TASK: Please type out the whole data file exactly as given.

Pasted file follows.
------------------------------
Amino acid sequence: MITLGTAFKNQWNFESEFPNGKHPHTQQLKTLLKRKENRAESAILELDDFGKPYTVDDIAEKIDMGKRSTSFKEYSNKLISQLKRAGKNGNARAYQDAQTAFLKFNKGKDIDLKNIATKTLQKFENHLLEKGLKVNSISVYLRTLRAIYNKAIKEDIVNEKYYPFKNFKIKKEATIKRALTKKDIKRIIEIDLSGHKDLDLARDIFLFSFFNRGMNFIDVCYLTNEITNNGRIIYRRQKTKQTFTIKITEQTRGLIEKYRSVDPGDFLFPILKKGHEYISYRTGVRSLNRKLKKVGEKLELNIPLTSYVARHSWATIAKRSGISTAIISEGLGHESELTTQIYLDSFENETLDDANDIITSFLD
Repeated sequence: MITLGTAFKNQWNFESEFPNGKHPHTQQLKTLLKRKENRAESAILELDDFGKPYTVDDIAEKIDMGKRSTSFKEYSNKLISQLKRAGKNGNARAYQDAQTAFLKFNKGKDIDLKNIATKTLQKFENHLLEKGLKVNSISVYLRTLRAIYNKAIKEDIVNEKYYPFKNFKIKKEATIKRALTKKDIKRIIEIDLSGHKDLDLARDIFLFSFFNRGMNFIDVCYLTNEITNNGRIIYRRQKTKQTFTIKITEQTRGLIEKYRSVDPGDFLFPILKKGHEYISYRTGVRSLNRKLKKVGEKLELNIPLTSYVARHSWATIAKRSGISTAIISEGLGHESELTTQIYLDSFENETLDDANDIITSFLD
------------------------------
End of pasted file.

Amino acid sequence: MITLGTAFKNQWNFESEFPNGKHPHTQQLKTLLKRKENRAESAILELDDFGKPYTVDDIAEKIDMGKRSTSFKEYSNKLISQLKRAGKNGNARAYQDAQTAFLKFNKGKDIDLKNIATKTLQKFENHLLEKGLKVNSISVYLRTLRAIYNKAIKEDIVNEKYYPFKNFKIKKEATIKRALTKKDIKRIIEIDLSGHKDLDLARDIFLFSFFNRGMNFIDVCYLTNEITNNGRIIYRRQKTKQTFTIKITEQTRGLIEKYRSVDPGDFLFPILKKGHEYISYRTGVRSLNRKLKKVGEKLELNIPLTSYVARHSWATIAKRSGISTAIISEGLGHESELTTQIYLDSFENETLDDANDIITSFLD
Repeated sequence: MITLGTAFKNQWNFESEFPNGKHPHTQQLKTLLKRKENRAESAILELDDFGKPYTVDDIAEKIDMGKRSTSFKEYSNKLISQLKRAGKNGNARAYQDAQTAFLKFNKGKDIDLKNIATKTLQKFENHLLEKGLKVNSISVYLRTLRAIYNKAIKEDIVNEKYYPFKNFKIKKEATIKRALTKKDIKRIIEIDLSGHKDLDLARDIFLFSFFNRGMNFIDVCYLTNEITNNGRIIYRRQKTKQTFTIKITEQTRGLIEKYRSVDPGDFLFPILKKGHEYISYRTGVRSLNRKLKKVGEKLELNIPLTSYVARHSWATIAKRSGISTAIISEGLGHESELTTQIYLDSFENETLDDANDIITSFLD